Wisconsin and 2012

| Tue Mar. 1, 2011 1:40 AM EST

PPP has conducted a new poll in Wisconsin, and voters now say that if they had a second chance they'd elect Tom Barrett instead of Scott Walker. So what caused the change of heart?

The difference between how folks would vote now and how they voted in November can almost all be attributed to shifts within union households. Voters who are not part of union households have barely shifted at all- they report having voted for Walker by 7 points last fall and they still say they would vote for Walker by a 4 point margin. But in households where there is a union member voters now say they'd go for Barrett by a 31 point margin, up quite a bit from the 14 point advantage they report having given him in November.

For a long time, union households have voted in only moderately large numbers for Democrats. Nationally, they voted Democratic by a 61-43 margin in 2010. Some of this is because of social issues trumping pocketbook issues, but some of it is undoubtedly because lots of union members didn't really think Republicans were all that big a threat to their jobs. Sure, they talked a big game, but in office they never really carried through.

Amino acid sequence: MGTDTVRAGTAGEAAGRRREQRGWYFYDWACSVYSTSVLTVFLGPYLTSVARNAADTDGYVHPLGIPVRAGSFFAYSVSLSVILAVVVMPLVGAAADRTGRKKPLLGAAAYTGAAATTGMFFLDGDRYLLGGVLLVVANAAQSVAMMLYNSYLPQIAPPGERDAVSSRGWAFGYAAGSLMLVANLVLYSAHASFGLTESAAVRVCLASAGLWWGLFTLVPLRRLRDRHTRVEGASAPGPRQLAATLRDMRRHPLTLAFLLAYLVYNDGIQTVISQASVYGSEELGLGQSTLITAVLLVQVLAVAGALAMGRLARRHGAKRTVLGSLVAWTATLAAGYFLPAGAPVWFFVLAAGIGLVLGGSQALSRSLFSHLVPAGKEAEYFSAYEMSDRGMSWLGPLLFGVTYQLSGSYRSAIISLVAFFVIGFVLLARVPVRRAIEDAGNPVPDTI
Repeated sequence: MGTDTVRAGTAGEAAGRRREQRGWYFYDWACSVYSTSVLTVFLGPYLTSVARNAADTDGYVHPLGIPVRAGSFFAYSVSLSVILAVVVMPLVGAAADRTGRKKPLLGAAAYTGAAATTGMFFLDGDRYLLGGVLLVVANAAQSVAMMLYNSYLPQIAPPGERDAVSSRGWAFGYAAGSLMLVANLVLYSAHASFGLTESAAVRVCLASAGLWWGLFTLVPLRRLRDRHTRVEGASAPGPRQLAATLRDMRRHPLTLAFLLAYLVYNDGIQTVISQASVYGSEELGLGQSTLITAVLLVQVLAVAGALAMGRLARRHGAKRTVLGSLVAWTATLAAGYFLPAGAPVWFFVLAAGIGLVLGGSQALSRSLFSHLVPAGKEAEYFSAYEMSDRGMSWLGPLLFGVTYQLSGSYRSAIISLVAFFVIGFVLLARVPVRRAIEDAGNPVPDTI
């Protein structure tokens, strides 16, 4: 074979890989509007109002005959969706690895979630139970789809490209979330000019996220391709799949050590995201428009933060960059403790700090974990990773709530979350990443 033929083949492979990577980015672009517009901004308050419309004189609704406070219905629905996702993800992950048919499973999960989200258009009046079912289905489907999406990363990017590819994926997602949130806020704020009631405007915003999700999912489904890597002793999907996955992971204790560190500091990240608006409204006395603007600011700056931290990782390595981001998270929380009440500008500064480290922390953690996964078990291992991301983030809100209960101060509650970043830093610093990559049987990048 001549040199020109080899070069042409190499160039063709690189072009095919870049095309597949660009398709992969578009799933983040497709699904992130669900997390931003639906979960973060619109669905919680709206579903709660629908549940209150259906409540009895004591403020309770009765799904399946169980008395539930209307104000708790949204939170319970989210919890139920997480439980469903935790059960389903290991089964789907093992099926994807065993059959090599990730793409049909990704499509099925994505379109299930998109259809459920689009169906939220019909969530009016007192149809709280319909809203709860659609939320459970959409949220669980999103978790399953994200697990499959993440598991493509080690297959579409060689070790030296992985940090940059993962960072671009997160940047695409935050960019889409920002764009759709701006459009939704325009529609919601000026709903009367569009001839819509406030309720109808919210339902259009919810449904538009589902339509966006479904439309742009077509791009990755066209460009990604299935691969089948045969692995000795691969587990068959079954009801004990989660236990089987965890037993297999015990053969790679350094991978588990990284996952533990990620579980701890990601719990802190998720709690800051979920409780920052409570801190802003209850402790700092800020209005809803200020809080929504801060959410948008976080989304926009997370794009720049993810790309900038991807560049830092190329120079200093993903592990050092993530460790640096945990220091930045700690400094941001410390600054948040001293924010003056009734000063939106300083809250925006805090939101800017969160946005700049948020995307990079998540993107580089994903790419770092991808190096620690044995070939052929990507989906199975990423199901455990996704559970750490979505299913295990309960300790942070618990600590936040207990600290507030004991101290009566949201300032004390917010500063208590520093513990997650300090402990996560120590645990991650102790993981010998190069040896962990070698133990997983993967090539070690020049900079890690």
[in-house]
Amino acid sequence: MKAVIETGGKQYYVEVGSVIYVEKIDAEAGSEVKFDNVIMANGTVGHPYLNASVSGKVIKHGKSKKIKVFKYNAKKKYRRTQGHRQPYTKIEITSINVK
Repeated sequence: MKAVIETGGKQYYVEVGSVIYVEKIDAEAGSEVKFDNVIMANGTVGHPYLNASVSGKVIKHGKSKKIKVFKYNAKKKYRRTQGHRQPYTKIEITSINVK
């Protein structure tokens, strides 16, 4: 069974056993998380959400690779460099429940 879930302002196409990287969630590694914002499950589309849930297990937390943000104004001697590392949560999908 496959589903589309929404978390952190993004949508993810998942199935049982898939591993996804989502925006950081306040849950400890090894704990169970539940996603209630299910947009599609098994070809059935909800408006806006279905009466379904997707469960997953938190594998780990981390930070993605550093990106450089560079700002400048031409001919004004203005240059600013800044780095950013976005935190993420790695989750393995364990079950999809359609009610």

But however things turn out in Wisconsin, those days are probably over. Scott Walker's brand of hardball might easily bump up the Democratic share of the union vote to 70% or more in 2012, and that represents a gain of nearly two percentage points in the overall popular vote. Unless Republicans can somehow contrive an anti-union message that wins that back among non-union independents, their chances next year have suddenly gotten a whole lot longer.

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